Purpose of this Blog...

You may have noticed that not all books are equal in capturing children's imaginations and in cultivating those innocent, tender souls. My goal is to help you find the ones that do!
(Painting by Mary Cassatt: "Mrs Cassatt Reading to her Grandchildren" -1888)

Saturday, May 11, 2013


Richer than I you can never be -- 
 I had a Mother who read to me.
-Strickland Gillilan (1869-1954)

My Top 10, in no particular order:

"Marmee" from Little Women (Louisa May Alcott)
Illustration by Jessie Wilcox Smith
"Money is a needful and precious thing--and when well used, a noble thing--but I never want you to think it is the first or only prize to strive for. I'd rather see you poor men's wives, if you were happy, beloved, contented, than queens on thrones, without self-respect and peace." 

Caroline Ingalls, "Ma", from the Little House books (Laura Ingalls Wilder)
Garth Williams, illustrator
Ma was trembling, and she began to laugh a little. “To think,” she said, “I’ve slapped a bear!”

Mrs. Darling, from Peter Pan (J.M. Barrie)
(Mrs. Darling was, after all an example to Wendy, who tried her best to be a Mother to the Lost Boys - telling them stories and making them take their medicine.)
Mrs. Darling first heard of Peter Pan when she was tidying up her children’s minds. It is the nightly custom of every good mother after her children are asleep to rummage in their minds and put things straight for next morning, repacking into their proper places the many articles that have wandered during the day. If you could keep awake (but of course you can’t) you would see your own mother doing this, and you would find it every interesting to watch her. It is quite like tidying up drawers. You would see her on her knees, I expect, lingering humorously over some of your contents, wondering where on earth you picked this thing up, making discoveries sweet and not so sweet, pressing this to her cheek as if it were as nice as a kitten, and hurriedly stowing that out of sight. When you wake in the morning, the naughtiness and evil passions with which you went to bed have been folded up small and placed at the bottom of your mind and on the top, beautifully aired, are spread out your prettier thoughts, ready for you to put on.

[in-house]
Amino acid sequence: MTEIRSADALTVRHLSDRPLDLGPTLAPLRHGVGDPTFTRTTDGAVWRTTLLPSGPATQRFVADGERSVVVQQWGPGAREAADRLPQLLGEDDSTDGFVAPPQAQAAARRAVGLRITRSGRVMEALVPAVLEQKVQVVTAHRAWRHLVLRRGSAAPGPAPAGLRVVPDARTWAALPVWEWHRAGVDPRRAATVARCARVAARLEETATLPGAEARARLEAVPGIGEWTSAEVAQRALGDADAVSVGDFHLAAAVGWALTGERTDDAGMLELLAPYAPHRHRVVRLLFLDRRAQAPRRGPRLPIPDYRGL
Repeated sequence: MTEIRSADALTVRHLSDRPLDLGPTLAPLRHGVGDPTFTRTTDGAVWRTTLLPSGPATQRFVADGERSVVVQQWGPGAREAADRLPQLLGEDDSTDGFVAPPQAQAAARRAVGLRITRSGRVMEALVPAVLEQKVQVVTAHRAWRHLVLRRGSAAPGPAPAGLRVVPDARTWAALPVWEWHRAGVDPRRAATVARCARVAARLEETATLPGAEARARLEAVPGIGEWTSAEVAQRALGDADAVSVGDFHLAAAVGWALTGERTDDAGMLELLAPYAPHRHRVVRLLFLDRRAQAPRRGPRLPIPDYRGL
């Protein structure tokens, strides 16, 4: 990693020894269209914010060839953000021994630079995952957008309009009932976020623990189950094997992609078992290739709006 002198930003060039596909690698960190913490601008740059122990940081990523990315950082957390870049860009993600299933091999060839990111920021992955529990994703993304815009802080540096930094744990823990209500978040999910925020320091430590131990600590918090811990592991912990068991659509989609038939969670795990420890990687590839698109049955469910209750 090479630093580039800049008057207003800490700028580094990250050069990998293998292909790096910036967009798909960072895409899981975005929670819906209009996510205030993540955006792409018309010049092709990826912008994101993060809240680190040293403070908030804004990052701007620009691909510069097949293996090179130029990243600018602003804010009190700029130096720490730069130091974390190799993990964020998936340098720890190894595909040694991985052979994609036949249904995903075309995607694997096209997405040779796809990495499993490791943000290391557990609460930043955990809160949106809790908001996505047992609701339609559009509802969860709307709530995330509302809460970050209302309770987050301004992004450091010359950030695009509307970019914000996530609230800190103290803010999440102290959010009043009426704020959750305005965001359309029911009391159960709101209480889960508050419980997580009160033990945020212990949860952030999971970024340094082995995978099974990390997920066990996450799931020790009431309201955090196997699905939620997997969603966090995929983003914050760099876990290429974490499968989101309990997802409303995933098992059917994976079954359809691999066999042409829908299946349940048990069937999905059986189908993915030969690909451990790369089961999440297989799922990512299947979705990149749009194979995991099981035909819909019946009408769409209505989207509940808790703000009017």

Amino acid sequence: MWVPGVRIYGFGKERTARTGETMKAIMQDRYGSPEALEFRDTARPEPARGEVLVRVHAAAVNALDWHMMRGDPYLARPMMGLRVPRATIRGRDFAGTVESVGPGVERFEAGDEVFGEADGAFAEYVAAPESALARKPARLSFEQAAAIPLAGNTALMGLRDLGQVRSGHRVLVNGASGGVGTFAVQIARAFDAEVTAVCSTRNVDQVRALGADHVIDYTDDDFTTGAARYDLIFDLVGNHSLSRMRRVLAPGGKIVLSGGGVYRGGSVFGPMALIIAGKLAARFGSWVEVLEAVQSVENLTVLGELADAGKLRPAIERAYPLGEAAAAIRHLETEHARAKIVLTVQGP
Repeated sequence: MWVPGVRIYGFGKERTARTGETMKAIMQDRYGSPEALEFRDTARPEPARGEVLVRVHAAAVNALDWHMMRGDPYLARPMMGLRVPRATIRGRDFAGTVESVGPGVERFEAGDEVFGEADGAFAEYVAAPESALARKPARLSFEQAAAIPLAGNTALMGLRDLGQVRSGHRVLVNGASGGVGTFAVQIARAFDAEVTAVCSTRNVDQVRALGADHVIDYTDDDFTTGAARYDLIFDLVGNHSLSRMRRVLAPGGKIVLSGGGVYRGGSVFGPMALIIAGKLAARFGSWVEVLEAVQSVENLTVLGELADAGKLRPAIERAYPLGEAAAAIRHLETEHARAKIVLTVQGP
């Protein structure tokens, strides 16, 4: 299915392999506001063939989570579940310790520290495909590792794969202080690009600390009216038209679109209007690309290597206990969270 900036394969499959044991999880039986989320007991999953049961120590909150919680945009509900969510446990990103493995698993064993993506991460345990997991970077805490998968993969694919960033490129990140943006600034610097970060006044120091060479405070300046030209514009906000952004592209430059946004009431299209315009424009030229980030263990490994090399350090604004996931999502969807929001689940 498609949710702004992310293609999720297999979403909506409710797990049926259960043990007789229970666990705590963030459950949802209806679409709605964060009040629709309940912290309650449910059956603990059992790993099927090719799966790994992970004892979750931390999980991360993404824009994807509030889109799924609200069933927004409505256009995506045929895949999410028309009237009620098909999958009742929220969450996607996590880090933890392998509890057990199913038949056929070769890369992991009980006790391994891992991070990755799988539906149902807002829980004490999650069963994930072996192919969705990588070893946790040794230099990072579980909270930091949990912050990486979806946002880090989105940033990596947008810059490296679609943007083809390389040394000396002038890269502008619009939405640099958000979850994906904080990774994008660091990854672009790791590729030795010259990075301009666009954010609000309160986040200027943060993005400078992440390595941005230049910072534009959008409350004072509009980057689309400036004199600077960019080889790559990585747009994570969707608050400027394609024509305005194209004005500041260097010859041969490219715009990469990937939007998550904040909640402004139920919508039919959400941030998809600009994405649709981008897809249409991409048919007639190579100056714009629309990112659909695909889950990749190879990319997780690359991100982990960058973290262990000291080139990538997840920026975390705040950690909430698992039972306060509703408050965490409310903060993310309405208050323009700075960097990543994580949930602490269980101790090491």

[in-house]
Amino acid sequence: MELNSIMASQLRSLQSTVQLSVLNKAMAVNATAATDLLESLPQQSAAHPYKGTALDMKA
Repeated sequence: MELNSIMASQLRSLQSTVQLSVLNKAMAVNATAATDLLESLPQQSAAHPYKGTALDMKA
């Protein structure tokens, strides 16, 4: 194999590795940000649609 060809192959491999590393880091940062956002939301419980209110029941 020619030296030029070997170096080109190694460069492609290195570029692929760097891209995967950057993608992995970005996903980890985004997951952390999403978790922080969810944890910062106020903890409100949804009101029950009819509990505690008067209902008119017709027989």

-J.M. Barrie

The Mother Rabbit in The Runaway Bunny (Margaret Wise Brown)
Clement Hurd, illustrator
Once there was a little bunny who wanted to run away. 
So he said to his mother, "I am running away". 
"If you run away", said his mother, "I will run after you. For you are my little bunny".

The Missing Mother Bird from Are You My Mother? (P. D. Eastman)
"I must get something for my baby bird to eat!" she said.  "I'll be back."
The egg jumped and jumped...out came the baby bird! 
"Where is my mother?" he said...
"You are not my mother!  You are a SNORT!" 
(The baby bird, to our great relief, is finally reunited with his mother by end of the story!)

The Inuit Mother in Mama, Do You Love Me? (Barbara Joosee)
Illustrated by Barbara Lavallee
"Mama, do you love me?"  
"Yes, I do, Dear One."  
"How much?"

The Brave Mother in Heckedy Peg (Audrey Wood)
Illustration by Don Wood
The mother kissed her children good-bye and said, "Be careful, and remember -- don't let a stranger in and don't touch the fire."
(This story is about seven children named Monday, Tuesday, Wednesday, Thursday, Friday, Saturday, and Sunday; a witch who intrudes on the peace of their cottage; and a spell only the children's mother can break.)

Mrs.  Molly Weasley from the Harry Potter books (J. K. Rowling)
Harry Potter and the Chamber of Secrets